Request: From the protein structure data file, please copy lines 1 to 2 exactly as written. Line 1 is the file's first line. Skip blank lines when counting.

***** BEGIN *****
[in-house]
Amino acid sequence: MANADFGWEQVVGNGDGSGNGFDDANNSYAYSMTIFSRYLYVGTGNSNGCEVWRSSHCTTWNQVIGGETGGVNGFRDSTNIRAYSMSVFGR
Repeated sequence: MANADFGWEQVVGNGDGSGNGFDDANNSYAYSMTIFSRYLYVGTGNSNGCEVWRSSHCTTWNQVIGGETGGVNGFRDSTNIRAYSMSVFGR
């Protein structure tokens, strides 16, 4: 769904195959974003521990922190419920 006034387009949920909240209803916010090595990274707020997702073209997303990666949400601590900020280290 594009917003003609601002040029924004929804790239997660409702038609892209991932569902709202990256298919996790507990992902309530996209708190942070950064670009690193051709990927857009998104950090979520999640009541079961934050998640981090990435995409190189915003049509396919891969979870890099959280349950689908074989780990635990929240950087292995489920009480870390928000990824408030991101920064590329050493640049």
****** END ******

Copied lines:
[in-house]
Amino acid sequence: MANADFGWEQVVGNGDGSGNGFDDANNSYAYSMTIFSRYLYVGTGNSNGCEVWRSSHCTTWNQVIGGETGGVNGFRDSTNIRAYSMSVFGR